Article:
PITTSBURGH — Awakening from a slumber after going 37 minutes without taking a shot on goal, the Pittsburgh Penguins proved that they hadn’t forgotten how to shoot and score, after all.

Rookie Jake Guentzel broke a tie by scoring from the right side 16:43 into the third period, ending the Penguins’ bizarre offensive lull and launching them to a 5-3 victory over the Nashville Predators in Game 1 of the Stanley Cup Final.

Nick Bonino scored into an empty net with 62 seconds left in the third period to secure the victory for the Penguins, who are trying to become the first team to repeat as Stanley Cup champions since the Detroit Red Wings won consecutive titles in 1997 and 1998.

“None of us in our dressing room is fooled by the score tonight,” Pittsburgh coach Mike Sullivan said.

Game 2 will be played Wednesday at PPG Paints Arena.

The Penguins were not credited with a shot on goal in the second period, making the Predators the first team to hold an opponent to no shots in a period of a Cup Final game since the NHL began tracking shots on goal in the 1957-58 season.

“It's not textbook,” said Pittsburgh captain Sidney Crosby, who had two assists. “We've got some things we need to improve on.”

The Predators had won the opener in each of their first three playoff series, at Chicago, at St. Louis, and at Anaheim against the Ducks. On Monday they had some bad luck in the early going but also appeared unable to keep up with the Penguins’ speed and creativity.

The Predators appeared to have scored first, at 7:13 of the first period, when a shot by P.K. Subban from the top of the right circle got past Penguins goaltender Matt Murray. But the Penguins challenged the play on the basis that it was offside, and after a lengthy review their claim was upheld and the goal was waved off.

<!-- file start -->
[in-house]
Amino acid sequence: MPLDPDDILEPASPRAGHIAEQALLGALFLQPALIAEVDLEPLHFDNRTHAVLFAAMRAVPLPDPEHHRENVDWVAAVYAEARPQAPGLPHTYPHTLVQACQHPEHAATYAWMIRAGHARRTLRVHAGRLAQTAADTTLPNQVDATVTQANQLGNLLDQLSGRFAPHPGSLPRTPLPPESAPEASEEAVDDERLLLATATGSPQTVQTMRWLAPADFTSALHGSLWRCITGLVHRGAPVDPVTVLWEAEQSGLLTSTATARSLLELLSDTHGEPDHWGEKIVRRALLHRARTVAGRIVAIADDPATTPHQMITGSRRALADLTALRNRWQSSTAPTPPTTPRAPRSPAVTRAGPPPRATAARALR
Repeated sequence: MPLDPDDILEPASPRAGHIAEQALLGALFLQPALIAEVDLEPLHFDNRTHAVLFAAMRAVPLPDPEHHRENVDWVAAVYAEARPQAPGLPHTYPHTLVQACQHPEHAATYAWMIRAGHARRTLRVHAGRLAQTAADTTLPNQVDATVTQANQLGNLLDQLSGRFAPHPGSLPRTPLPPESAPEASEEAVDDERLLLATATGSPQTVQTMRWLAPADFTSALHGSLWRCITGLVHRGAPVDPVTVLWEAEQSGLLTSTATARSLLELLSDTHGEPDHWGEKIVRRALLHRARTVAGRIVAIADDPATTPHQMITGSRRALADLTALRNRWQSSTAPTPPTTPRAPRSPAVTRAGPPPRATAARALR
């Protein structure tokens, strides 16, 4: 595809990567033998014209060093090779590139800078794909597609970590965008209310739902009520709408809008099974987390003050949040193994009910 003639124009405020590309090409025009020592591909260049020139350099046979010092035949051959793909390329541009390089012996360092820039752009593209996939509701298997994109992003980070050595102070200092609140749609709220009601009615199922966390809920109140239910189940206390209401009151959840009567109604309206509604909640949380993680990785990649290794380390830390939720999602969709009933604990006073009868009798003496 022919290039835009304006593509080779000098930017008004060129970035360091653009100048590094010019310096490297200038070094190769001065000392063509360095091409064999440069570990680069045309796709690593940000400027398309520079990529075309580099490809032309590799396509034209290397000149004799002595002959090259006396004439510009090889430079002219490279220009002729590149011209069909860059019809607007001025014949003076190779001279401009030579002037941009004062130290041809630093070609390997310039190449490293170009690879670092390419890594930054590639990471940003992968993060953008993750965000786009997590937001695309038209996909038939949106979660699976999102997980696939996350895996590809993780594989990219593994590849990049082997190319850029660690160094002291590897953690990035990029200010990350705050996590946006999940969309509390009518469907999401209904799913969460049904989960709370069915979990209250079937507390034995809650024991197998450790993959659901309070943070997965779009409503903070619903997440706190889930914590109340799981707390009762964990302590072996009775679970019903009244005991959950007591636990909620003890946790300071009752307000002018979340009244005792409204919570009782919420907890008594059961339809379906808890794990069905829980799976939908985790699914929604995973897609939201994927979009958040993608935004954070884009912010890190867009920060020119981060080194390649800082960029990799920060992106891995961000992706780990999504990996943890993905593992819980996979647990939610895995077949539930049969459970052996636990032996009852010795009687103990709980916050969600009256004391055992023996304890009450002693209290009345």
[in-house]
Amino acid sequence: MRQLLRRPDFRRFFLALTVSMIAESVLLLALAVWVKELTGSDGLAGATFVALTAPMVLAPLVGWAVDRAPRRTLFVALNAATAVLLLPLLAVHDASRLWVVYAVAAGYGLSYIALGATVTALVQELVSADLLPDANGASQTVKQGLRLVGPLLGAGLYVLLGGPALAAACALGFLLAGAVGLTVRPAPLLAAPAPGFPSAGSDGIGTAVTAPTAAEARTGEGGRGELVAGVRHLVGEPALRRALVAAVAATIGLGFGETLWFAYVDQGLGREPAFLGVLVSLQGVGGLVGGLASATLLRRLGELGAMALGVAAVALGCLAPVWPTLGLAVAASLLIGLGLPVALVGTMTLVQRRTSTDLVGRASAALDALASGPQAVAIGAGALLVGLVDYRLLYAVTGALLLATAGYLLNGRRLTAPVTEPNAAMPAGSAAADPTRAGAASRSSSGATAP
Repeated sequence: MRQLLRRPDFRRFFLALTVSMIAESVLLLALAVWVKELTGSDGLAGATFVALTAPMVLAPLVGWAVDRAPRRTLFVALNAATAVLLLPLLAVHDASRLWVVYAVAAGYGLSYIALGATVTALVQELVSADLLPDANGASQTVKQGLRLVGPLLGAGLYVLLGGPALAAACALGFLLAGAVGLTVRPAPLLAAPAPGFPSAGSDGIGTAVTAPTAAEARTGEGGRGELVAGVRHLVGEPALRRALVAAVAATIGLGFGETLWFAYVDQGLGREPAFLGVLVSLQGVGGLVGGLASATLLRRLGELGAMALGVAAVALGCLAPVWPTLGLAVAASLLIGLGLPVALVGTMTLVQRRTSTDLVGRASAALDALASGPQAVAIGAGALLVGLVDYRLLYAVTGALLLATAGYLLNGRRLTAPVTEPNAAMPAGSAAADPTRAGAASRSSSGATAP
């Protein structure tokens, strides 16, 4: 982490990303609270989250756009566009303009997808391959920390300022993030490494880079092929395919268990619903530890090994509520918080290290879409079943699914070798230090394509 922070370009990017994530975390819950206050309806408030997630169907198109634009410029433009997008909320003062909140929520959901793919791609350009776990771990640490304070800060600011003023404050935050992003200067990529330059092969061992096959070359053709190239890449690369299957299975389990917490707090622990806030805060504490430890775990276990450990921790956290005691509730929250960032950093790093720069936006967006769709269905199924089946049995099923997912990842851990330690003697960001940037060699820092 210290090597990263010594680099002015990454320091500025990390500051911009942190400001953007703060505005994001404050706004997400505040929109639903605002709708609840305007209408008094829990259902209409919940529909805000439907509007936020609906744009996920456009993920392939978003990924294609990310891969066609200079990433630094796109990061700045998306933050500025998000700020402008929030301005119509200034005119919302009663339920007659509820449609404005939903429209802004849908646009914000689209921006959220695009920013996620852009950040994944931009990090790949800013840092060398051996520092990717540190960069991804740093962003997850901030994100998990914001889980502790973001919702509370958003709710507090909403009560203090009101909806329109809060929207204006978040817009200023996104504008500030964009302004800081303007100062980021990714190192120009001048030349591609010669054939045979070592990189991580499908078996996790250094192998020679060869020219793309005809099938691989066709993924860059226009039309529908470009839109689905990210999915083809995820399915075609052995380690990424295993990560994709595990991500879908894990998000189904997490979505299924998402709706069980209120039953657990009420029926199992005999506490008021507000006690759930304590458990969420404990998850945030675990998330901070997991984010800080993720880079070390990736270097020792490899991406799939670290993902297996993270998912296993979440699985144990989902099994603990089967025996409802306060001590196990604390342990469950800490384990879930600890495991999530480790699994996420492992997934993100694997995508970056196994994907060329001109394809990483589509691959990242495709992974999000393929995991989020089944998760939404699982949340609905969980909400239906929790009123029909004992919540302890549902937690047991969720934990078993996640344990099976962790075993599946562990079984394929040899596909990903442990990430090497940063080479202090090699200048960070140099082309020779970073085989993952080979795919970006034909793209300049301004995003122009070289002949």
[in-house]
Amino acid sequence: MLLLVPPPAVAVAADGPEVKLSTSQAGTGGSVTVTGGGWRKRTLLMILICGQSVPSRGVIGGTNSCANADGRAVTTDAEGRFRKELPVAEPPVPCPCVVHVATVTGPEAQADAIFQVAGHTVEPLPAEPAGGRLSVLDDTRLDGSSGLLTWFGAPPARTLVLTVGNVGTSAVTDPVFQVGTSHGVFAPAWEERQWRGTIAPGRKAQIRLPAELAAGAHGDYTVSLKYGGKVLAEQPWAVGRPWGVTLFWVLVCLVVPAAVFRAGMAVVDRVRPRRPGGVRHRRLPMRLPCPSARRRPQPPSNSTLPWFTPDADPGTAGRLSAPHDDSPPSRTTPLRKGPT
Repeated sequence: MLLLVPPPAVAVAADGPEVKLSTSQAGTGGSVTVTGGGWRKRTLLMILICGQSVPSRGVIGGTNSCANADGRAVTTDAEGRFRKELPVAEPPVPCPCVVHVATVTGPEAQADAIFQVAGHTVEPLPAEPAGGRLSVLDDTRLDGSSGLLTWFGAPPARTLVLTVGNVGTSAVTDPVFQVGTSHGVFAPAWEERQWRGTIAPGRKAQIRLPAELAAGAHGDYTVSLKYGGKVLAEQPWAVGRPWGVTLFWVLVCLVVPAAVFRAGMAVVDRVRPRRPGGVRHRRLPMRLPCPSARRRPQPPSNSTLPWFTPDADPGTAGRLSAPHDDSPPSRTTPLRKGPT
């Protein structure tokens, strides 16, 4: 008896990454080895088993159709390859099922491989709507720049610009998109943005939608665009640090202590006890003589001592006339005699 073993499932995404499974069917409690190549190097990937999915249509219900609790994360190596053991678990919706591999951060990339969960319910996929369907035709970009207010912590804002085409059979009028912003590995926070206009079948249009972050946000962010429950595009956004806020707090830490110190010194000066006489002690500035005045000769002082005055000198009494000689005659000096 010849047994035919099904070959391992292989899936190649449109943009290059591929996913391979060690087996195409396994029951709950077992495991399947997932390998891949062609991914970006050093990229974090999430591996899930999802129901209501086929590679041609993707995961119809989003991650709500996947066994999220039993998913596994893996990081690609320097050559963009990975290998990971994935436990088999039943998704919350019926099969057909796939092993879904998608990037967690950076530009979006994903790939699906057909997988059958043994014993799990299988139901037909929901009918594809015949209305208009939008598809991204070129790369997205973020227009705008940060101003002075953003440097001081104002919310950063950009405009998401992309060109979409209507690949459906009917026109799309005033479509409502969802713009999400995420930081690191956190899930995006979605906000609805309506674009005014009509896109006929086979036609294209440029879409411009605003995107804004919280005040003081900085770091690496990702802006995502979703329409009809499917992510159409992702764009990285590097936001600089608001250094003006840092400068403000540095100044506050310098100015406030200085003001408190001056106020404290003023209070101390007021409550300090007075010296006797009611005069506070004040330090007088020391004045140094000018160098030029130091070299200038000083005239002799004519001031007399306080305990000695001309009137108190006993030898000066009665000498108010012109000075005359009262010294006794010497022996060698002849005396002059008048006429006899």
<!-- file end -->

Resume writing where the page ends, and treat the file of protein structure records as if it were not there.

That seemed to awaken the Penguins. Gifted a five-on-three advantage when Calle Jarnkrok was called for interference and James Neal was penalized for crosschecking at 13:50, the Penguins took the lead on a shot by Evgeni Malkin from just above the right circle. His shot snaked over the left leg of Predators goaltender Pekka Rinne.

The Penguins doubled their lead to 2-0 on a beautiful passing play that was capped when Chris Kunitz, on the left side, found Conor Sheary on the right side, and with Rinne leaning the wrong way, Sheary had an open right side of the net to score his first goal of the playoffs.

That lead became 3-0 when Rinne stopped a shot by Bonino but couldn’t control the rebound, which caromed off the leg of Predators defenseman Mattias Ekholm and into the net at 19:43. Rinne began the finals with a sparkling .941 save percentage but that was severely dented by the Penguins’ scoring on three of the seven shots they got at him.

“I think at the end of the day we're up 1-0,” Bonino said. “We had a good first, we had a terrible second and we were terrible in the third. I don't think it's Xs and Os. We've got to work harder, compete a little harder, but we got some timely goals.”

The Predators trimmed the Penguins’ lead to 3-1 at 8:21 of the second period during a power play. Ryan Ellis used teammate Viktor Arvidsson as a screen for a long shot that got past Murray, and this time there was no reason to call it back. That meant it was the Predators’ first goal in the Stanley Cup Final.

Gathering momentum and confidence, the Predators continued to attack and cut the Penguins’ lead to 3-2 at 10:06 of the third period. A shot by defenseman Roman Josi hit Colton Sissons on the leg on the way to the net, while the Predators were on the power play, adding to fans’ anxiety.

Their worries were justified, as the Predators tied the game at 13:29 of the third period. Austin Watson won a battle for the puck behind the Pittsburgh net and fed the puck to an onrushing Frederick Gaudreau, whose quick shot eluded Murray and silenced the crowd.